Coin (reverse), Denarius, of Cornelius Lentulus

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minted in Rome

Postcard of Coin (reverse), Denarius, of Cornelius Lentulus.
© National Museums Scotland

Coin (reverse), Denarius, of Cornelius Lentulus

This silver coin was minted in Rome by Cornelius Lentulus in 88 BC. It is a type called a denarius, the most common Roman silver coin. This picture shows the reverse of the coin.

The reverse depicts Victory in a vehicle called a biga, holding the reins in one hand and a wreath in the other. Below is the inscription 'CN.LENTVL', referring to the moneyer.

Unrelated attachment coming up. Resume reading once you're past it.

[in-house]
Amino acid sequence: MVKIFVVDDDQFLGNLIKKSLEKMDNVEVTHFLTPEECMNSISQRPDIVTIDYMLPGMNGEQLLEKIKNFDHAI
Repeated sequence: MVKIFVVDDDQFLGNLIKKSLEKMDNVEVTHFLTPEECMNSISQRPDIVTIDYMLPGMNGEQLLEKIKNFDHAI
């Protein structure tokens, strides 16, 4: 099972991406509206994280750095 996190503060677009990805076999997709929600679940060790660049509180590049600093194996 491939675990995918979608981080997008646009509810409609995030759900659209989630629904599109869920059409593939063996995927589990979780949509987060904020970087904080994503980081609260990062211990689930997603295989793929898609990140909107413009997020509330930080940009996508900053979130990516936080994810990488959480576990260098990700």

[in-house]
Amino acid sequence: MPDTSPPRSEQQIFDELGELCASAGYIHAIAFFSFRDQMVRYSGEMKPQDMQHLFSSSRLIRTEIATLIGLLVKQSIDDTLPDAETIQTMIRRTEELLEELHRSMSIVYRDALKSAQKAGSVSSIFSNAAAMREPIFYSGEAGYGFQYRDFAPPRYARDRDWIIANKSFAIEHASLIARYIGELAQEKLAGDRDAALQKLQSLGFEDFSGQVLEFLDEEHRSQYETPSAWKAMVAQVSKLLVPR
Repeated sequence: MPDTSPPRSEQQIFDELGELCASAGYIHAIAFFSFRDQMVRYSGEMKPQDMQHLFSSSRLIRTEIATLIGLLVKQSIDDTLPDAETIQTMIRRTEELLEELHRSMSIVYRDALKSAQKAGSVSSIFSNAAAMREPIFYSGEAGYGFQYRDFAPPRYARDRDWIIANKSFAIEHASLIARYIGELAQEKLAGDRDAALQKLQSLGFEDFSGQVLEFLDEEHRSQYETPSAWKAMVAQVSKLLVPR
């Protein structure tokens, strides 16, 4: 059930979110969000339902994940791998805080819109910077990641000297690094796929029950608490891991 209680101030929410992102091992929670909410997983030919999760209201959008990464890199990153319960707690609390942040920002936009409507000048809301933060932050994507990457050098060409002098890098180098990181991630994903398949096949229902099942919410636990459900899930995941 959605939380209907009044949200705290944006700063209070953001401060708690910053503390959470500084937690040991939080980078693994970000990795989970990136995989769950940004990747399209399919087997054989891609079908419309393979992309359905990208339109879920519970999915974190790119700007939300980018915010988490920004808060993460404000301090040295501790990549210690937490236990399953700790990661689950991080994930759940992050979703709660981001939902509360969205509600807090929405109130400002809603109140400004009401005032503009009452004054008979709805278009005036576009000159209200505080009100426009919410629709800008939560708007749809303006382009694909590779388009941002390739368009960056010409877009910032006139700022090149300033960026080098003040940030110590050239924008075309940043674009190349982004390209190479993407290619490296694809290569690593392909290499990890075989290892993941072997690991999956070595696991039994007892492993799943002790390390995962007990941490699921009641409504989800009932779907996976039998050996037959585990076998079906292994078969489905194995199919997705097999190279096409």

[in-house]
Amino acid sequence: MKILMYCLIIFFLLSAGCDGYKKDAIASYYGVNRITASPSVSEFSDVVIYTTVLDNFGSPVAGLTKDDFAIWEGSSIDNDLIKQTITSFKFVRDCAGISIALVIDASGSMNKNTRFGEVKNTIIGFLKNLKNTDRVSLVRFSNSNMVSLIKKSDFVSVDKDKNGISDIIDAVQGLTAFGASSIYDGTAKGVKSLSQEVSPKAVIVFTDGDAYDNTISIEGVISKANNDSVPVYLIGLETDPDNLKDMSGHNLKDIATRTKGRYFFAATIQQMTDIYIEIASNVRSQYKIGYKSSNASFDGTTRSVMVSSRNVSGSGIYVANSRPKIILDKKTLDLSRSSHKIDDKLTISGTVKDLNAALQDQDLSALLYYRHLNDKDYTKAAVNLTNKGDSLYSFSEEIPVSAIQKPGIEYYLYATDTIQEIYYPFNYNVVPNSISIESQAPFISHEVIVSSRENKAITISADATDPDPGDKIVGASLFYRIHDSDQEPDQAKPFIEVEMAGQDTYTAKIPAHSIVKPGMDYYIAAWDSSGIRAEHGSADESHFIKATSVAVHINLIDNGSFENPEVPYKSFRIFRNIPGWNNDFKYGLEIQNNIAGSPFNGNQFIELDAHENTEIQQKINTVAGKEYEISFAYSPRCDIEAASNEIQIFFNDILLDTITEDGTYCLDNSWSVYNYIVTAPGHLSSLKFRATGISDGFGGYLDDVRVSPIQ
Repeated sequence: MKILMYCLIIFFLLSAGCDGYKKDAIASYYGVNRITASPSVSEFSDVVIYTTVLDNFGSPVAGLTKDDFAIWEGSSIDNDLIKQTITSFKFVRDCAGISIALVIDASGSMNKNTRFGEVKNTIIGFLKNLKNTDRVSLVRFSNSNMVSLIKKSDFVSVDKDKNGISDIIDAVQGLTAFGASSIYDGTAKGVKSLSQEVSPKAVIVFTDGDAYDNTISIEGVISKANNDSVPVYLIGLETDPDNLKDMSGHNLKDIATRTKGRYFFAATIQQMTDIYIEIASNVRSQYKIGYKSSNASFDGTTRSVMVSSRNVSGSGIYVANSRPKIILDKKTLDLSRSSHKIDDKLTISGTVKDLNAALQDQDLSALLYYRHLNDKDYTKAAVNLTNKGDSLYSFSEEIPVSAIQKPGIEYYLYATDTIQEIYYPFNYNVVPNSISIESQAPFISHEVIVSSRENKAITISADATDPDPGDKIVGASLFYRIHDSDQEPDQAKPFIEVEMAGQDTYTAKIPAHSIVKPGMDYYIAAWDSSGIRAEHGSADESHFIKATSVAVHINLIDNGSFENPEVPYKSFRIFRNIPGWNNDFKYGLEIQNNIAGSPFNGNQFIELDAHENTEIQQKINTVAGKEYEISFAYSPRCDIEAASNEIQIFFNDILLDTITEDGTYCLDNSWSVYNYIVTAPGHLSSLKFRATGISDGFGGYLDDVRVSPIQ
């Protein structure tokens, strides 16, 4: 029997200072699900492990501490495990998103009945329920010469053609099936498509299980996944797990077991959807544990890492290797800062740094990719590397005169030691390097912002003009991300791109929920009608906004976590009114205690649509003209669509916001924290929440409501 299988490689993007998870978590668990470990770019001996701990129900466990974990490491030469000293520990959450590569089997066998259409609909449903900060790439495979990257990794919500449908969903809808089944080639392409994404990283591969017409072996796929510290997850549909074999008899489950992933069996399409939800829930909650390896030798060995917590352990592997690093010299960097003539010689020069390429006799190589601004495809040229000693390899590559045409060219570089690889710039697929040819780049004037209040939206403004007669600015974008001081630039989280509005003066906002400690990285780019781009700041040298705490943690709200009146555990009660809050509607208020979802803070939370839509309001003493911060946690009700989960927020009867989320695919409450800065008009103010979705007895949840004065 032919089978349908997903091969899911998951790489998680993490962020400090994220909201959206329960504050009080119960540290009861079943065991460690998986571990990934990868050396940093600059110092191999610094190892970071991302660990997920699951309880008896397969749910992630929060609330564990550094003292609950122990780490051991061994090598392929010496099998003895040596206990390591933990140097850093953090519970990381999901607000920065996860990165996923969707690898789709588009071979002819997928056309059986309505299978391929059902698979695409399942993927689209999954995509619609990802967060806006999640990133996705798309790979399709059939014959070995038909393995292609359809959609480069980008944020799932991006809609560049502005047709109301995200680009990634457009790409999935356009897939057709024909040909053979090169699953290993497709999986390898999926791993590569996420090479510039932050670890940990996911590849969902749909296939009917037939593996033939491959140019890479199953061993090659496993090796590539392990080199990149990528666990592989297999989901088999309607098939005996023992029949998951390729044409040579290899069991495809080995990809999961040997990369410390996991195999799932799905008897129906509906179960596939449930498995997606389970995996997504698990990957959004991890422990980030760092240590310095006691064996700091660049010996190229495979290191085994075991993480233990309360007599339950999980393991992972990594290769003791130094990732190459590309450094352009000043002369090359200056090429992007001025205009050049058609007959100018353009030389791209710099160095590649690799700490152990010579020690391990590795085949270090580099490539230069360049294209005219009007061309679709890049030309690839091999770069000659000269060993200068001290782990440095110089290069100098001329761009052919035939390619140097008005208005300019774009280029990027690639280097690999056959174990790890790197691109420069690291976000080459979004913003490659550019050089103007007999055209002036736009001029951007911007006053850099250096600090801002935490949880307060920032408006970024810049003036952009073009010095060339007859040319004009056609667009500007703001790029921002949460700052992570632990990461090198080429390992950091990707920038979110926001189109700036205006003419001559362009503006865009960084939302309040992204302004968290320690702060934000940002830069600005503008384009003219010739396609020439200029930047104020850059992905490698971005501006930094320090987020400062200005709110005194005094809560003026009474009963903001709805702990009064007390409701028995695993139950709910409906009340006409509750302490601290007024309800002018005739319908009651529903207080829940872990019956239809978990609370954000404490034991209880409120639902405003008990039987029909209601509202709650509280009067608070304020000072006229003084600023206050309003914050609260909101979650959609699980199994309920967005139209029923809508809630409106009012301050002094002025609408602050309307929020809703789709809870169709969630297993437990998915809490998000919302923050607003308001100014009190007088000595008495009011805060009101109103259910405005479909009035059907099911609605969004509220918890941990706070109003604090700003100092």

With the end of the Social War in 88 BC, Rome's difficulties did not end. The years that followed were filled with rivals trying to gain power, often with little regard to law and tradition.

Record details

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Online ID: 000-190-000-071-C
Image Rights Holder: National Museums Scotland
Project: 0098: National Museums Scotland
Project description | View all records in project
Ref: National Museums Scotland  A.1932.447
Date: 88 BC
Material: Silver. Inscription: Obv. Helmeted bust of Mars (Corinthian helmet) seen from behind, with head turned to r. / Rev. Victory in biga r., holding reins in l. hand and wreath in r. hand; in exergue, CN.LENTVL
Dimensions: 17.00 mm D / Die Axis: 6.0
What: Coin, denarius
Subject: Ancient Coin Collection
Who: Mars
Where: Italy, Rome
Description: Silver denarius of the Roman Republic, Rome, 88 BC
  • Crawford, M.H. Roman Republican Coinage. Cambridge: Cambridge University Press, 1976. 
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